Local black businessman Ed Wells organized a group called People Who Care and filed suit against the school district in May 1989. Under a first agreement, the school board quickly dropped most of its “megaschool” plan.
Under a second agreement two years later, where the school district did not admit liability, all parties signed on to a plan that would spend an additional $6.8 million a year and issue $25 million in bonds for new and refurbished schools. Under this “Second Interim Order,” as it was called, federal district judge Stanley J. Roszkowski said the school district could use the Tort Immunity Act to fund the cost of the remedial measures. This allowed the school district to levy additional property taxes and issue bonds without taxpayer approval.
But dissatisfaction with the remedy remained. The attorney for People Who Care, Chicago civil rights lawyer Robert C. Howard, had the lawsuit converted to a class action suit alleging the school district had engaged in a pattern of intentional segregation and discrimination.
In what O’Brien calls “strange behavior for a litigant,” the school district within a few years “actually stipulated that the evidence was sufficient to find it guilty, and it also agreed not to appeal.” The district also agreed to having the case assigned to federal magistrate P. Michael Mahoney. By 1996, the federal court had ordered the district to implement and fund detailed, system-wide desegregation remedies as mandatory injunctive relief for the plaintiffs.
But as the Illinois Supreme Court noted, “Throughout this time, beginning with the first interim order, funds to implement remedial programs were raised by real estate taxes levied and bonds issued under the Tort Immunity Act.” One of these bonds is a balloon payment time bomb: issued in 1994 to refinance some of the remedial debt, it is a 20-year bond issue of $58 million with essentially no principal payments until 2008.
The court-ordered remedies were, and still are, costly. The school district’s tax levy more than doubled, from $54 million in 1990 to $116 million in 1996. By 1996, court-ordered taxes paid for about 400 employees, more than two-thirds of whom were administrators for the desegregation process: Directors of Desegregation, of Equity, of Compliance, and so on. Of the District’s current $127 million tax levy, more than a quarter–$35 million–is for the tort fund.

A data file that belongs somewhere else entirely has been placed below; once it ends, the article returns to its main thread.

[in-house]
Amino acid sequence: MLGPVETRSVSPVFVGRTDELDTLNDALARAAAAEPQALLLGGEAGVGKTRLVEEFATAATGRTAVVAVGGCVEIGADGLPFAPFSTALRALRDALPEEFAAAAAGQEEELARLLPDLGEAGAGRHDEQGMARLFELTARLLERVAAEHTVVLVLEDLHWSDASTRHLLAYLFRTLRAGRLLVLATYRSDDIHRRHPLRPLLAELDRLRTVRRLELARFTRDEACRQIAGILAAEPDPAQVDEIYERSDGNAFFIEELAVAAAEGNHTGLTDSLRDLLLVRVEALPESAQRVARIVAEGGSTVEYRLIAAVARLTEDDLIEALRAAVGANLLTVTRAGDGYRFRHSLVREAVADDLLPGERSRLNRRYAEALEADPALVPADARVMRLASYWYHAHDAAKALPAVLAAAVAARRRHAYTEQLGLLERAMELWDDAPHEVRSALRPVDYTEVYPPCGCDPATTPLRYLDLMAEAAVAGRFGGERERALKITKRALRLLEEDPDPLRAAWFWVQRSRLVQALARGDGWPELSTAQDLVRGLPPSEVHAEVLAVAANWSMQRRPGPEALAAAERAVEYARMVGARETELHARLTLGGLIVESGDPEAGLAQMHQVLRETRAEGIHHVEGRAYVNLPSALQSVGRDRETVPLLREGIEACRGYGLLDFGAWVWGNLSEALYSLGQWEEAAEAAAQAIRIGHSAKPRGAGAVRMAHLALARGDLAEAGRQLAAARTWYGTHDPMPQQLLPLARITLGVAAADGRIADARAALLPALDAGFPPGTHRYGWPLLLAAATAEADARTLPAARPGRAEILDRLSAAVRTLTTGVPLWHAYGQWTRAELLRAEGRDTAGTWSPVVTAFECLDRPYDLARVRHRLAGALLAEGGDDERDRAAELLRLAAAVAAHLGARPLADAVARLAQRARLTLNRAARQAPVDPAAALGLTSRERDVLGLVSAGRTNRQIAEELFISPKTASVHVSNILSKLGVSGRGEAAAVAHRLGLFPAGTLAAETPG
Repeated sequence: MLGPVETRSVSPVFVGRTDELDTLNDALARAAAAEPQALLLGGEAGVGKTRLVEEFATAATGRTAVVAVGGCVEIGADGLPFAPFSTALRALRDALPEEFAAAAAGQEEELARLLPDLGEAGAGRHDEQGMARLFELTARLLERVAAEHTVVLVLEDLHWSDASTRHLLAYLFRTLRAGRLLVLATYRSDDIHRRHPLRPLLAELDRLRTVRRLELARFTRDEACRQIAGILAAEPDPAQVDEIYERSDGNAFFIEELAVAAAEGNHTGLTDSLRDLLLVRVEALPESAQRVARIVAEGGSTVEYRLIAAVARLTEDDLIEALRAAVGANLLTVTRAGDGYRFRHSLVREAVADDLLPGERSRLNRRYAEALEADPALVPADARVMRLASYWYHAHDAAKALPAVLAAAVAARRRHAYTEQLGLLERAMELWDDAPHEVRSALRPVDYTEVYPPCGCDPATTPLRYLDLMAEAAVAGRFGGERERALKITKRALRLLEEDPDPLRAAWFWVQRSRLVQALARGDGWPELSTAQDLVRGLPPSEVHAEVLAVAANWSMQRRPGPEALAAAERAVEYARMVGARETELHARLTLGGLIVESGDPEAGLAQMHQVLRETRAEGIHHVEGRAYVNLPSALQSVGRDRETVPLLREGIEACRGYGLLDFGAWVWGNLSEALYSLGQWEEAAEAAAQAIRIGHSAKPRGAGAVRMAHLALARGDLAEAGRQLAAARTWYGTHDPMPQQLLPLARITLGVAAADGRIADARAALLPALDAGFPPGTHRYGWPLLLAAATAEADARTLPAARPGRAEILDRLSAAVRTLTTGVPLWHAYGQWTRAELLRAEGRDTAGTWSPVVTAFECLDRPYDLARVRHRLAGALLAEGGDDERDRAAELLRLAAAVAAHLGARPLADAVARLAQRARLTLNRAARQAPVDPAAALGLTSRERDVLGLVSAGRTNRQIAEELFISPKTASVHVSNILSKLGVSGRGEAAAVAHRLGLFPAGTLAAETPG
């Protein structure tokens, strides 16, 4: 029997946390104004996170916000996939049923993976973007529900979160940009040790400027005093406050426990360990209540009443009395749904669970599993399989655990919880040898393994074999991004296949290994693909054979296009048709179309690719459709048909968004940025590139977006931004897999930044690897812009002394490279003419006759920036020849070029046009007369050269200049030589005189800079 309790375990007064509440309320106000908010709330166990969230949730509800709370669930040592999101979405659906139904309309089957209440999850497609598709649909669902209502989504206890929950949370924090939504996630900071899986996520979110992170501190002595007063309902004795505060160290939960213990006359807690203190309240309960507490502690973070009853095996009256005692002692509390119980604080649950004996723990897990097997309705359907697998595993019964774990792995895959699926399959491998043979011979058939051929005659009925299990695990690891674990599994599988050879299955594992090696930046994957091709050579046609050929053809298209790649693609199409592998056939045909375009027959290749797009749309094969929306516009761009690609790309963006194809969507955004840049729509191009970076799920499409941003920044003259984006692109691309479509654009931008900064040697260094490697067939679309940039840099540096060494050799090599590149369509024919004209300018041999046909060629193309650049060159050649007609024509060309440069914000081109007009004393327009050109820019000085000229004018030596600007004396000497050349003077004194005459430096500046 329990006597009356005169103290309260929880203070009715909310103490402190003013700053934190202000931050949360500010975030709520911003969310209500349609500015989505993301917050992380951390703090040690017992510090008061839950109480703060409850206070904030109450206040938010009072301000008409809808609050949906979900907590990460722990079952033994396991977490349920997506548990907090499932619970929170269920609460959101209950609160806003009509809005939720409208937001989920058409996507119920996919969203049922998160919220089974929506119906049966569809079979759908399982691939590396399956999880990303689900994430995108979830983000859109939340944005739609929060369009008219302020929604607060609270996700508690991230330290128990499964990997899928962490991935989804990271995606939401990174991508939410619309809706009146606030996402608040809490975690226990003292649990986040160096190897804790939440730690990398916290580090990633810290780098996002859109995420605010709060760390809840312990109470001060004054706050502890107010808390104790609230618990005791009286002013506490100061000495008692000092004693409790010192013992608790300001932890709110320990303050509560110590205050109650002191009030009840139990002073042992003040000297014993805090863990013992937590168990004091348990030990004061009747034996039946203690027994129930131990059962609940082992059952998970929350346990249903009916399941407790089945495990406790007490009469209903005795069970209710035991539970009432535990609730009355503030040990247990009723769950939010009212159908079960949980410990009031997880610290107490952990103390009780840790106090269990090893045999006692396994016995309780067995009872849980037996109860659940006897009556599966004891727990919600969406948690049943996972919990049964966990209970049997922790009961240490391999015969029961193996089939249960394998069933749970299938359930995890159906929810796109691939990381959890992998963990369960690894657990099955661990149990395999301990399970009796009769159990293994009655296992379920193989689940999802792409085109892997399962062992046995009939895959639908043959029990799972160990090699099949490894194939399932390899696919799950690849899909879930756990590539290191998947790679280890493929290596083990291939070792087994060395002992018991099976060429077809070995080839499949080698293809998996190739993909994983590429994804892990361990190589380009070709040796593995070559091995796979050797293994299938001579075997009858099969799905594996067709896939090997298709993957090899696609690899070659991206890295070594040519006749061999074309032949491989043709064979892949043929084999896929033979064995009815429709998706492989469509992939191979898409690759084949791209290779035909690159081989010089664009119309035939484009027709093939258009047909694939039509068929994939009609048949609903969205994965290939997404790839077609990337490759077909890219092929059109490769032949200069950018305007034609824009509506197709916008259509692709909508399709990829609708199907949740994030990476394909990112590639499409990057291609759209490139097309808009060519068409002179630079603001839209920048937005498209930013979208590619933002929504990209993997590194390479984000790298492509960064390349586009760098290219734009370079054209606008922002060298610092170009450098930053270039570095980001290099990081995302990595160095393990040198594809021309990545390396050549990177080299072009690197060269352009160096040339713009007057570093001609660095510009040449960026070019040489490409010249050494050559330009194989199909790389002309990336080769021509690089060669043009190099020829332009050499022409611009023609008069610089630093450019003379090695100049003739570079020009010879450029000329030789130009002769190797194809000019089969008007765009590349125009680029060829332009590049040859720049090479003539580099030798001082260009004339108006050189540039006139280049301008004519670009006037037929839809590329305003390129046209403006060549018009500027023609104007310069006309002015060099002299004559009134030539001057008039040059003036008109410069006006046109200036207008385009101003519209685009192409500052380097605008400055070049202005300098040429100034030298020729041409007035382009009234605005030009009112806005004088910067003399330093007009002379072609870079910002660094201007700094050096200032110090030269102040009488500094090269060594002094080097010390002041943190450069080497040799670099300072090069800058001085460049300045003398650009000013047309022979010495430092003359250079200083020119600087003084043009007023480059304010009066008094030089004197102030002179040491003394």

But should unlimited tort taxes be levied to pay for court-ordered desegregation remedies? The Illinois Tort Immunity Act gives government units the power to levy taxes for “compensatory damages,” i.e., settling lawsuits and paying for liability, workmen’s compensation, and unemployment insurance. That way, money earmarked for day-to-day operations needn’t be diverted to personal injury and liability judgements.
Tort taxes intended to pay damage claims shouldn’t be used to pay for desegregation remedies, argued O’Brien, and his view has been upheld by the Illinois Supreme Court. “The remedies at issue clearly involve mandatory injunctive relief and not compensatory damages awarded to the plaintiffs,” said the court. Thus, they concluded, “the Tort Immunity Act does not authorize the school district to levy taxes to fund the injunctive remedies at issue.”
The ruling will affect many other Illinois school districts using tort taxes for day-to-day operations. The Rockford Register Star discovered two years ago that the Belvidere Schools used almost $300,000 in tort taxes to pay for playground aides, crossing guards, school nurses, and police officers. The Harlem School District used $1.3 million in tort funds to pay for a running track, repairs, and equipment purchases. “[N]o one enforces the law,” noted Register Star reporter Spencer Hunt.
George A. Clowes is managing editor of School Reform News.